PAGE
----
There was one country however, where I learned a few key words and phrases that I would put to good use, and that was Italy -Biglietto (ticket), Passaporto (passport), and Quanto (how much), to name a few. The guidebook we had even started with a simple lesson on how to order drinks in Italian… un caffè, un tè e una birra (one coffee, one tea, and one beer), which was easy to remember.  But it didn’t stop there, nope… I learned un caffé con leche (coffee with milk), un tè con limone (a tea with lemon), and una birra nazionale (a national beer). So basically anywhere we went if got thirsty, we knew at the very least we could always get a coffee, a tea, and a beer.  There were other super easy phrases we learned like, gelato per favore (gelato, please)…what flavor you might ask… why… cioccolato, or vaniglia, or if we were going to be super daring fragola (strawberry).  We also already new some general Italian words like espresso, cappuccino, and of course pizza and spaghetti. For the most part, truth be told, the big cities in Italy are pretty tourist friendly so speaking English wasn’t usually a problem.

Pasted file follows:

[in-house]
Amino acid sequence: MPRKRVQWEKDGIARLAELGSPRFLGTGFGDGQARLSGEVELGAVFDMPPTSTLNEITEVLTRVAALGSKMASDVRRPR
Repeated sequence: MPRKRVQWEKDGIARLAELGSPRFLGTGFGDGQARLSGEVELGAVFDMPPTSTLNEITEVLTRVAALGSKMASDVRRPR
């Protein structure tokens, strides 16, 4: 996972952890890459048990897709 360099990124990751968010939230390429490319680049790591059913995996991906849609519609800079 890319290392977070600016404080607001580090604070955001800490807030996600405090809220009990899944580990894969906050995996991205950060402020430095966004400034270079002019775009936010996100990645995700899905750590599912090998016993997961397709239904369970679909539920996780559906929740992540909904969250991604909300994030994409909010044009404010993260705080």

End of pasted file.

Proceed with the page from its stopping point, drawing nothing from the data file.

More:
There was one particular phrase that I did memorize, so when we were in a smaller town that may not have been on the regular tourist path, I could use to order lunch at any deli - Due fette di prosciutto cotto per favore, (2 slices of cooked ham, please) and right after that I would add, e due panini (and two bread), then a slight pause and I would add, e formaggio (and cheese). Now at this point the person should invariably ask me what kind of cheese I would like and I would look into the case for something I might recognize and I would point to it and say um, questo (um, this one). I practiced this line over and over, until it was engrained in my memory and I could recite it flawlessly on command. Finally the day arrived where we found ourselves at the counter of a small deli and without hesitation I stepped up and confidently spoke my line –  “Due fette di prosciutto cotto per favore, e due panini, e formaggio… … … umm… questo formaggio per favore… …  due fette”. With that the woman behind the counter sprung into action, while I grabbed a few self serve items like potato chips and a couple of drinks. When she was done wrapping and bagging our lunch I asked “Quanto costa?” (how much does it cost?) and she told me the amount in lira. I smiled, handed over the money and said “Grazie, mille Grazie” (thanks, a million thanks). As she handed me my change she looked at me, smiling, obviously pegging us as Americans and said… “Your Italian is very good, you ordered like a pro, have a nice day”.  All that effort I put in and she spoke perfect English the whole time! David and I sat on a nearby bench and laughed about this while we ate our very simple lunch of bread, meat, and cheese.